When Computers Look at Art
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Abstract: Our cultural patrimony of fine art paintings and drawings comprise some of the most important, memorable, and consequential images ever created, and present numerous problems in art history and the interpretation of "authored" stylized images. While sophisticated imaging (by numerous methods) has long been a mainstay in museum curation and conservation, it is only in the past few years that true image analysis—powered by computer vision, machine learning, and artificial intelligence—have been applied to fine art images. Fine art paintings differ in numerous ways from the traditional photographs, videos, and medical images that have commanded the attention of most experts up to now: such paintings vary extensively in style, content, non-realistic conventions, and especially intended meaning.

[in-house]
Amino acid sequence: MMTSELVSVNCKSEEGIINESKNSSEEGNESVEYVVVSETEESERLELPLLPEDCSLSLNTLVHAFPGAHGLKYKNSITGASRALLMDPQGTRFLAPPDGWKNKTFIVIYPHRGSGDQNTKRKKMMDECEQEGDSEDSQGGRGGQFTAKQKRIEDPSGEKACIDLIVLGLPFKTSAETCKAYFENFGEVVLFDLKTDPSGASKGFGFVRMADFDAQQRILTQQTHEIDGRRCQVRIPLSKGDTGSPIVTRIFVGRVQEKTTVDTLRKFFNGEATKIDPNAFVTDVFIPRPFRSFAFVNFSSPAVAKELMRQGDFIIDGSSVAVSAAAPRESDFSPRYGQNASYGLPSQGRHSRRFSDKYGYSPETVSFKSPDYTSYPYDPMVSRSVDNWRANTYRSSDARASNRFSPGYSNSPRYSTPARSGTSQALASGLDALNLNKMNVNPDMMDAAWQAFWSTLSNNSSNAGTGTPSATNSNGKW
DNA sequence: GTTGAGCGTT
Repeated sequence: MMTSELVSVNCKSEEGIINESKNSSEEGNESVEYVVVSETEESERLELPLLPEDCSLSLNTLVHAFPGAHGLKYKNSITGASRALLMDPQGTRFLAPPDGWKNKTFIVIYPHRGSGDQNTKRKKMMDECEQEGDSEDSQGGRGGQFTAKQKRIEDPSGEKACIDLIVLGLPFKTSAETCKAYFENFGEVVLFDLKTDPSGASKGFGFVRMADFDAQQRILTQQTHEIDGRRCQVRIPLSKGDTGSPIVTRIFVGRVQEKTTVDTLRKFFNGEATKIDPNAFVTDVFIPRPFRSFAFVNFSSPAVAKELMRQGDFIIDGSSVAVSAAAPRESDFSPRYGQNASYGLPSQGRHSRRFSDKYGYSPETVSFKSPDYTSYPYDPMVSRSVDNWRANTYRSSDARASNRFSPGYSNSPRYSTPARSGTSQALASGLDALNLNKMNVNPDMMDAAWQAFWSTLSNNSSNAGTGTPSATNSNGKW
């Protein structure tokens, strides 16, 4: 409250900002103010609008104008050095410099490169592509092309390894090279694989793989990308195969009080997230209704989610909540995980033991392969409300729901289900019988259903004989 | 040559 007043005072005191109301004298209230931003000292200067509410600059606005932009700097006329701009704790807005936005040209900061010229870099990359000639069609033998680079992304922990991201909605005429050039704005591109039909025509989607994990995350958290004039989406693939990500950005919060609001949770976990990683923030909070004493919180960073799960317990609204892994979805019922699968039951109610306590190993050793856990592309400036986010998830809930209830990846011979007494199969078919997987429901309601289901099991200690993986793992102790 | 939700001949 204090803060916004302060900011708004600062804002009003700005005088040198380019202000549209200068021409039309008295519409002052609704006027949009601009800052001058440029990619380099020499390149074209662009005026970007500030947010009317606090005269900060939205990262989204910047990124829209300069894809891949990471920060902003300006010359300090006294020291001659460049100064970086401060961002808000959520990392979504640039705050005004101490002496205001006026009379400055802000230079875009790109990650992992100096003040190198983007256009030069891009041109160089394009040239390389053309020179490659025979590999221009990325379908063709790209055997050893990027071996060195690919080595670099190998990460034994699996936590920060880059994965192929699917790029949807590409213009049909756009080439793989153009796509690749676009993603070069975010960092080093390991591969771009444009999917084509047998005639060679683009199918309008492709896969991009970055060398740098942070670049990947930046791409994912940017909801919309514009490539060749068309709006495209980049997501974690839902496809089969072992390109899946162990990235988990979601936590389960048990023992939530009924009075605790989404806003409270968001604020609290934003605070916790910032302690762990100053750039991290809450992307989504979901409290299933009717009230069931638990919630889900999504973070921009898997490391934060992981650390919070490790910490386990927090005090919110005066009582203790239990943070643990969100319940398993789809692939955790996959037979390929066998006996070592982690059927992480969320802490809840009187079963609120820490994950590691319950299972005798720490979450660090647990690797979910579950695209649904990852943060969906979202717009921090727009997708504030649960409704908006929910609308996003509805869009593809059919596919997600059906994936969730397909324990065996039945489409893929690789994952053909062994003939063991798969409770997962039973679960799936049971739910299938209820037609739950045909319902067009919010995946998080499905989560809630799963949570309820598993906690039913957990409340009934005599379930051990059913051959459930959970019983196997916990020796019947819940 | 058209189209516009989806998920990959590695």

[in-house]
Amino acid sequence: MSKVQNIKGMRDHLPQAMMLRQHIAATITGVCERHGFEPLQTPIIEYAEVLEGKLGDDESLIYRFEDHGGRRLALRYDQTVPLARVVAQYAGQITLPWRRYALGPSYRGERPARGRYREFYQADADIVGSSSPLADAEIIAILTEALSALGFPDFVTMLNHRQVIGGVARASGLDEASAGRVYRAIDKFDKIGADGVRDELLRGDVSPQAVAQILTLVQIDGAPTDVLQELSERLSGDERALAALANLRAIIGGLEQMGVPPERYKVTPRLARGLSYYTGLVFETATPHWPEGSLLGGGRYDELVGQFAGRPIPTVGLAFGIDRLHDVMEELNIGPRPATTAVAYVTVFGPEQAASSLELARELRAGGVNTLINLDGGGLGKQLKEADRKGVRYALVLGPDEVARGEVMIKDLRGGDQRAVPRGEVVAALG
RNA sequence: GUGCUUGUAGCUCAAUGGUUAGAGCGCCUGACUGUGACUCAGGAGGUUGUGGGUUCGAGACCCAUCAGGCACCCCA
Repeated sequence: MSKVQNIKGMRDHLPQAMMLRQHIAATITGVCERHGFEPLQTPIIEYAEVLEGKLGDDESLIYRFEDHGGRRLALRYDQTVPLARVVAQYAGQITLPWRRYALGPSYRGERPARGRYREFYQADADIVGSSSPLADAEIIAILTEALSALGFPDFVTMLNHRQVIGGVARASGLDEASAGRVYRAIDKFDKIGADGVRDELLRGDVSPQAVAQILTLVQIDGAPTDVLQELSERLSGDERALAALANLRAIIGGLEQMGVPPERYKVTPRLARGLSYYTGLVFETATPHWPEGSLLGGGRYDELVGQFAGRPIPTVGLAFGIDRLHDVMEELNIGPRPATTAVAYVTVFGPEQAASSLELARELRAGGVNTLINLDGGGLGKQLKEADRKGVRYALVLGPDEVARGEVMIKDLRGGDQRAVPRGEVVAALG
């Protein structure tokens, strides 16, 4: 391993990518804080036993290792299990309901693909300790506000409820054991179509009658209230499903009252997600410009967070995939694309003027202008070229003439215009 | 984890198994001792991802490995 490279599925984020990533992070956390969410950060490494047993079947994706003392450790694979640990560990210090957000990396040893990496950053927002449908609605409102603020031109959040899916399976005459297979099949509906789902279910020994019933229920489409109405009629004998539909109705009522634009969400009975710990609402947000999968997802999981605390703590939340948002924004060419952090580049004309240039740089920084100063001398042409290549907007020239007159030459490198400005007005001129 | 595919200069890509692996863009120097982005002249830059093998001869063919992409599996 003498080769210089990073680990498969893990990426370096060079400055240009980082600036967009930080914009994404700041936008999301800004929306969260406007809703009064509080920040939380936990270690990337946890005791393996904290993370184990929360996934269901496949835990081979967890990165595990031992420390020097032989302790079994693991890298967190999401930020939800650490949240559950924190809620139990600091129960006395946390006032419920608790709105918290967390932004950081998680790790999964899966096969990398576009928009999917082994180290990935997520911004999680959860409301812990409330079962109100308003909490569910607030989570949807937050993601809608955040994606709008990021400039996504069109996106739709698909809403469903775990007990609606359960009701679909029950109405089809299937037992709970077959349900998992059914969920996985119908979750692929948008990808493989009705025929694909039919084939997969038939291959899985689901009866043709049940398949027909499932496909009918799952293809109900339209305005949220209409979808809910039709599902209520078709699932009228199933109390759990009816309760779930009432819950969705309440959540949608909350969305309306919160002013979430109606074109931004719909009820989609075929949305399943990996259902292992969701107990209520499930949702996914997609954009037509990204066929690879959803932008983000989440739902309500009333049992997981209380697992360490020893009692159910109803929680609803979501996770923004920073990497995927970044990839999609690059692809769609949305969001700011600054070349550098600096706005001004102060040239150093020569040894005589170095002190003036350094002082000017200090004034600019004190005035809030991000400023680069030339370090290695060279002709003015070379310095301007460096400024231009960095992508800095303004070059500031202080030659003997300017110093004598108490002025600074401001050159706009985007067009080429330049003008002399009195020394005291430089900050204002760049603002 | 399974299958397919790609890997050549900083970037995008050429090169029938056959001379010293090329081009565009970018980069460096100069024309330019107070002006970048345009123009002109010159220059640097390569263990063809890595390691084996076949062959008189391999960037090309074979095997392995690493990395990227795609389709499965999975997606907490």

Rigorous computer methods have outperformed even seasoned connoisseurs on several tasks in the image understanding of art, and have provided new insights and settled deep disputes in art history. Additionally, the classes of problems in art analysis, particularly those centered on inferring meaning from images, are forcing computer experts to develop new algorithms and concepts in artificial intelligence.
This talk, profusely illustrated with fine art images and computer analyses, argues for the new discipline of computer-assisted connoisseurship, a merger of humanist and scientific approaches to image understanding. Such work will continue to be embraced by art scholars, and addresses new grand challenges in artificial intelligence.
David G. Stork, PhD is a graduate in Physics of MIT and the University of Maryland, and studied Art History at Wellesley College. He has held faculty positions in Physics, Mathematics, Computer Science, Statistics, Electrical Engineering, Neuroscience, Psychology, and Art and Art History variously at Wellesley and Swarthmore Colleges and Clark, Boston, and Stanford Universities. He is a Fellow of six international societies and his eight books, 200+ scholarly articles, and 56 US patents have garnered over 82,000 citations. He is completing Pixels & paintings: Foundations of computer-assisted connoisseurship (Wiley), which is used in his courses in four departments at Stanford University.